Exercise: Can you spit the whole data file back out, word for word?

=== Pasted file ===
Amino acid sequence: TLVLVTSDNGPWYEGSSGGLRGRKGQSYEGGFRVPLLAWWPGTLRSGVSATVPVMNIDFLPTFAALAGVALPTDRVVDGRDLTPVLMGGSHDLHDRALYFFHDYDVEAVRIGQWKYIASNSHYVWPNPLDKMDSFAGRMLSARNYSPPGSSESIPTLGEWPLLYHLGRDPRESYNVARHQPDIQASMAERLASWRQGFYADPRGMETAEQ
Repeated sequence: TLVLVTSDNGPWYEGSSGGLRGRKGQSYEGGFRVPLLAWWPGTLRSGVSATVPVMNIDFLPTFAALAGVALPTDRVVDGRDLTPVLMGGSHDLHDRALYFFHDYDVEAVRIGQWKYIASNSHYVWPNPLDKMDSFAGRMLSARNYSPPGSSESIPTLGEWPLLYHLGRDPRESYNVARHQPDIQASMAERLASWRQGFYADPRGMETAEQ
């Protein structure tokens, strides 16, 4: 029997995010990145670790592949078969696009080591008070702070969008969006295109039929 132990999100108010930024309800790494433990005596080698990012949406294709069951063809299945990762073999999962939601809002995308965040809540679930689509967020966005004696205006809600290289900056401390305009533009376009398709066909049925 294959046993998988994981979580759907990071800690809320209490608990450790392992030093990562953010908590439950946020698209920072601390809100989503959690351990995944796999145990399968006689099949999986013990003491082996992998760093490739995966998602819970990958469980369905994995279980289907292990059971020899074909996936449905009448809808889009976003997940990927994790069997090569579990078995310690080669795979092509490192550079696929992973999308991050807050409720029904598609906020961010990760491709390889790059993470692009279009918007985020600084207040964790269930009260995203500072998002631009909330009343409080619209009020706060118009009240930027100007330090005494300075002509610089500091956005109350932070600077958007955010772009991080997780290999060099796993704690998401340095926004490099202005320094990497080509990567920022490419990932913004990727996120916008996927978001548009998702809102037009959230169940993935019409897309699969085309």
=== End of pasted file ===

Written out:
Amino acid sequence: TLVLVTSDNGPWYEGSSGGLRGRKGQSYEGGFRVPLLAWWPGTLRSGVSATVPVMNIDFLPTFAALAGVALPTDRVVDGRDLTPVLMGGSHDLHDRALYFFHDYDVEAVRIGQWKYIASNSHYVWPNPLDKMDSFAGRMLSARNYSPPGSSESIPTLGEWPLLYHLGRDPRESYNVARHQPDIQASMAERLASWRQGFYADPRGMETAEQ
Repeated sequence: TLVLVTSDNGPWYEGSSGGLRGRKGQSYEGGFRVPLLAWWPGTLRSGVSATVPVMNIDFLPTFAALAGVALPTDRVVDGRDLTPVLMGGSHDLHDRALYFFHDYDVEAVRIGQWKYIASNSHYVWPNPLDKMDSFAGRMLSARNYSPPGSSESIPTLGEWPLLYHLGRDPRESYNVARHQPDIQASMAERLASWRQGFYADPRGMETAEQ
């Protein structure tokens, strides 16, 4: 029997995010990145670790592949078969696009080591008070702070969008969006295109039929 132990999100108010930024309800790494433990005596080698990012949406294709069951063809299945990762073999999962939601809002995308965040809540679930689509967020966005004696205006809600290289900056401390305009533009376009398709066909049925 294959046993998988994981979580759907990071800690809320209490608990450790392992030093990562953010908590439950946020698209920072601390809100989503959690351990995944796999145990399968006689099949999986013990003491082996992998760093490739995966998602819970990958469980369905994995279980289907292990059971020899074909996936449905009448809808889009976003997940990927994790069997090569579990078995310690080669795979092509490192550079696929992973999308991050807050409720029904598609906020961010990760491709390889790059993470692009279009918007985020600084207040964790269930009260995203500072998002631009909330009343409080619209009020706060118009009240930027100007330090005494300075002509610089500091956005109350932070600077958007955010772009991080997780290999060099796993704690998401340095926004490099202005320094990497080509990567920022490419990932913004990727996120916008996927978001548009998702809102037009959230169940993935019409897309699969085309």